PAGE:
His voice was thunder in Olivia’s bones, impossibly deep.  It was voice made for growling, she thought, or howling at the moon.  She tipped her head back to look for the moon and blinked rain out of her leaden eyes.

But the crying woman beside her had seized on the creature’s words.  She staggered suddenly to her feet.  “I want to go home!” she cried, and the creature immediately dropped his hand and stepped back to look at her.  “I want to go home!  Let me go, let me go!” 

A few of the other women echoed her, but not many.  Some were beginning to look around, as Olivia had, with confusion instead of fear.  Some were nodding off on their feet.

The creature considered the woman as she fell again, sobbing, to the pavement.  At last, he half-turned and motioned at another of the creatures, one considerably smaller, who stepped up at once and lifted the screaming, struggling woman off the ground.  The two creatures conferred in their inhuman rumbles, and then the one holding the hysterical woman led her back towards the apartments, making Olivia wonder if they were going to let her go after all.


Olivia looked up at him.

“What do you want?” he asked.  “To…To take?”

She thought about it. 

“I want a shower and a clean set of clothes,” she said.

The creature looked over his shoulder and grumbled a question to the others.  There was some discussion, and then he looked back at her.  “What is a shower?” he asked.

“A bath, then,” she said.

He considered this, then nodded and took her by the arm.  It was a cautious grip, a gentle grip, but it was not a human hand.  Olivia looked at it, then at him.  The pavement under her bare feet felt warm and rough and wet.  The rain ran down her hair and dripped off her nose.  It was too much to believe in, too much to not be real.  Olivia took a deep breath, wiped her eyes, and started walking.




She took him back to her apartment, moving like one in a dream, thinking only how nice the moon looked through the sullen rain clouds.  When they reached the narrow stairway, he released her and let her lead him.  It never occurred to her to run.  Her door was still open.  The knob was loose, hanging away from its fitting, broken.  She knew she’d locked it.  She always locked it.  A single woman in a cheap apartment complex, even in a small town like this one, learns early to always lock the door.  So the monsters don’t get in.

Her monster reached to touch her, hesitated, and tapped at the door jamb instead.  Olivia looked around and saw maybe three other doors, open like hers.  She looked over the banister and saw the knot of captives growing steadily smaller as others were led away back into their apartments for whatever they could think to bring with them.  They were only taking women, she saw.  Only young women.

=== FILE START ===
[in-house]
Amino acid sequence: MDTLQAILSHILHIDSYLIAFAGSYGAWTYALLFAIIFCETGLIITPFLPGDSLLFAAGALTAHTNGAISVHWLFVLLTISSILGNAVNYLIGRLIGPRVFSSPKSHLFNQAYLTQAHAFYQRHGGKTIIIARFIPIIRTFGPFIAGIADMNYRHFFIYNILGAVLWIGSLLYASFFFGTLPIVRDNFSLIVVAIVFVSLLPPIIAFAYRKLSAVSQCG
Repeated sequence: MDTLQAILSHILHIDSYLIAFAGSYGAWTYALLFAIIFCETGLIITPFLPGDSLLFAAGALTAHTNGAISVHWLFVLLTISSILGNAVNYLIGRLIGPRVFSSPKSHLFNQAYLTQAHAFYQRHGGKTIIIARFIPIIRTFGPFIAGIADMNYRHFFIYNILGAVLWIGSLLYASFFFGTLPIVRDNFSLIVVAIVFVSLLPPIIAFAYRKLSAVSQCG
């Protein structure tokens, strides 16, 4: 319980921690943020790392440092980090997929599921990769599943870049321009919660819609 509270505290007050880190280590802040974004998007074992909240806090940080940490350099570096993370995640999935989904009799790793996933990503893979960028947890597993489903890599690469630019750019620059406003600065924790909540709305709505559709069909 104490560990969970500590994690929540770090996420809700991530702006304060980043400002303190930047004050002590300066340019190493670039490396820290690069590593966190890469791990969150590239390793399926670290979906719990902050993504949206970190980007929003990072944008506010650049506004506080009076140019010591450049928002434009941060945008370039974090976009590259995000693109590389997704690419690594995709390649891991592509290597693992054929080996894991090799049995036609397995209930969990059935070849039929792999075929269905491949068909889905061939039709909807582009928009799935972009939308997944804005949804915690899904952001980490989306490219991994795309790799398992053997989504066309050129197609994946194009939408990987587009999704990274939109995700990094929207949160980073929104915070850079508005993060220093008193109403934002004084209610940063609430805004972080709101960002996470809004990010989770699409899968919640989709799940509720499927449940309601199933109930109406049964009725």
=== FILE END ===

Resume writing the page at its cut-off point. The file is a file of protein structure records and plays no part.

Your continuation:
The creature did not nudge her, only waited patiently, and at last she moved inside.  The apartment was a mess, which was vaguely embarrassing to her.  She didn’t do much housework except on the weekends.  There didn’t seem to be much point in picking up now.  The creature watched as she collected some clean clothes, then followed her into the bathroom.  He looked at himself in the mirror as she sat on the side of the tub to draw herself a bath.

“May I ask you questions?” she said.  It took tremendous effort to speak clearly. 

He took a long time to answer.  She had shut the water off and begun to remove her nightshirt when he said, “Yes.”

“What did you do with the others?”

He wrinkled his brow as he translated this.  “Outside,” he said at last.

She shook her head, then stepped out of her panties and into the tub.  The water was too cool to be comfortable, but she lowered herself into it, and reached for the soap. “The others…that live here.  The other people.”

He watched her, unmoving, then answered, “We took no man.  We took no…mother with milking young.”  He frowned as he spoke, watching her closely as if for clues that his words were correct.  When she did nothing except lather up her bar of soap, he glanced away at the open door of the apartment and added, “There are no dead.”